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[ontolog-forum] Genetic discovery using ontology mapping of observations

To: "'[ontolog-forum] '" <ontolog-forum@xxxxxxxxxxxxxxxx>
From: "Rich Cooper" <rich@xxxxxxxxxxxxxxxxxxxxxx>
Date: Sat, 11 May 2013 01:47:45 -0700
Message-id: <FEC4420C734B475F87356CA19121C903@Gateway>
There is a genetic relationship with many diseases
which is unknown just yet.  However, new
relationships are popping up all the time.  For
example, there is a relationship newly discovered
between Fibromyalgia and a specific gene region :    (01)

ic-component-fibromyalgia.html    (02)

Quoting from that article:    (03)

        A genome-wide linkage scan has identified
the chromosome 17p11.2-q11.2 region as the
susceptibility locus for fibromyalgia, according
to research published in the April issue of
Arthritis & Rheumatism.    (04)

Likewise, neurological diseases such as Alzheimers
and Amyotropic Lateral Sclerosis (ALS, i.e. Lou
Gehrig's Disease, aka Motor Neurone Disease) are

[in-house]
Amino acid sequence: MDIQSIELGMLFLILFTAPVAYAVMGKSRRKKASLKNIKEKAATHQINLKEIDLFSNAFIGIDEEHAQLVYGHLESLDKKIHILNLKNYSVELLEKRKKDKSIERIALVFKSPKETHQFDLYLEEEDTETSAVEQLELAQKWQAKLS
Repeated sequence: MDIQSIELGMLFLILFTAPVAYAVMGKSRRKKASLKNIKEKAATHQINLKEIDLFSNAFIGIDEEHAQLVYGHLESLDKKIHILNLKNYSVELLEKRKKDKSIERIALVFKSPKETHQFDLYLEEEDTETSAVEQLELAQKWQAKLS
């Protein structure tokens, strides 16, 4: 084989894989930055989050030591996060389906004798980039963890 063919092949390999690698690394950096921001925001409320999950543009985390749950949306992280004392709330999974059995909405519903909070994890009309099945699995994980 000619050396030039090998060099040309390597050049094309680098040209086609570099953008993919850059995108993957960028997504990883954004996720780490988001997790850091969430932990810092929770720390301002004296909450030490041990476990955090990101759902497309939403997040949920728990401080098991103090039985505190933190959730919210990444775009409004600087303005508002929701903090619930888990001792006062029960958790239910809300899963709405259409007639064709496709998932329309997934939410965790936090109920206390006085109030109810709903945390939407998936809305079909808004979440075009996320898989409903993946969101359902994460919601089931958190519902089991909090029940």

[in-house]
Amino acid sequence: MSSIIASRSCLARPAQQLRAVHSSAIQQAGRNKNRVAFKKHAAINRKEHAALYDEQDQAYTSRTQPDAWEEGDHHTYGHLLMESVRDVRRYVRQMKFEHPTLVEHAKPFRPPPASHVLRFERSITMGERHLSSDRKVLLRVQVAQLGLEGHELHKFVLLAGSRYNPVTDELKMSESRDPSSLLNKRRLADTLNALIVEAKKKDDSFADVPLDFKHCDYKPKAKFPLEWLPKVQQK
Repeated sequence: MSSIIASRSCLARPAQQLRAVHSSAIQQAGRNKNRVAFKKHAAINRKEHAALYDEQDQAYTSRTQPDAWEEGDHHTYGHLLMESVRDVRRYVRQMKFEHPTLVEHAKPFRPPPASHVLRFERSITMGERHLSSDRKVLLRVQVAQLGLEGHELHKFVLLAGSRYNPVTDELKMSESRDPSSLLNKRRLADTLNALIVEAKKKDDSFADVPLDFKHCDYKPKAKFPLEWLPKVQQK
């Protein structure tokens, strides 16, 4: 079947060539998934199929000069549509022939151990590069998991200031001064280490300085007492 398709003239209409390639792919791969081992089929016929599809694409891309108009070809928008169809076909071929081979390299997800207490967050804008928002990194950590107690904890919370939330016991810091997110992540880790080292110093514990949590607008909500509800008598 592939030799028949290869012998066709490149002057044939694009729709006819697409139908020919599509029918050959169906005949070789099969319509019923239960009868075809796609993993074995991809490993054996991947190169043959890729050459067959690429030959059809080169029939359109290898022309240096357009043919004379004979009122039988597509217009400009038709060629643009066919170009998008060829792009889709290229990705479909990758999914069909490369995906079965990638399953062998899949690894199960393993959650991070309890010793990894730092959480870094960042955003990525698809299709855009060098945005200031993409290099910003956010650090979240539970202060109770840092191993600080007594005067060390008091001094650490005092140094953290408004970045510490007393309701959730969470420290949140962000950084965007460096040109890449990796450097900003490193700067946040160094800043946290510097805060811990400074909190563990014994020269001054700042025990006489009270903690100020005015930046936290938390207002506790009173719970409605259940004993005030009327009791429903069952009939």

on the rise in highly developed countries like the
US and the UK. ALS is believed to be caused by
reaction to a specific virus, which must have some
genetic embedding.  Alzheimers has a tangling of
neurons which could (or not) be genetically
related:    (05)

es-affecting-people-earlier.html    (06)

Quoting from that article:    (07)

        There is no one factor rather the likely
interaction between all these environmental
triggers, reflecting changes in other conditions.
For example, whilst cancer deaths are down
substantially, cancer incidence continues to rise;
levels of asthma are un-precedented; the fall in
male sperm counts - the rise of auto-immune
diseases - all point to life-style and
environmental influences.     (08)

Could a genetic ontology be useful for mapping the
disease biochemistry and environmental exposures
to genetic profiles?  Perhaps such an ontology
could be constructed automatically, step by step,
through identifying subjects with known genetic
spectrum and known environmental exposures versus
diagnosed conditions.      (09)

Forgetting about the NL relationship, the names of
genes and proteins they code for might be more
construable than more linguistically based
ontologies.  We have had a lot of difficulty on
this list when trying to map linguistic
relationships to ontologies.      (010)

In both these articles, there are directly
measurable protein levels and genetic codes which
are NOT linguistic, and which might make better
fodder for evidence based ontological discovery
for that very reason.      (011)

Comments?    (012)

-Rich    (013)

Rich Cooper
Rich AT EnglishLogicKernel DOT com
9 4 9 \ 5 2 5 - 5 7 1 2    (014)

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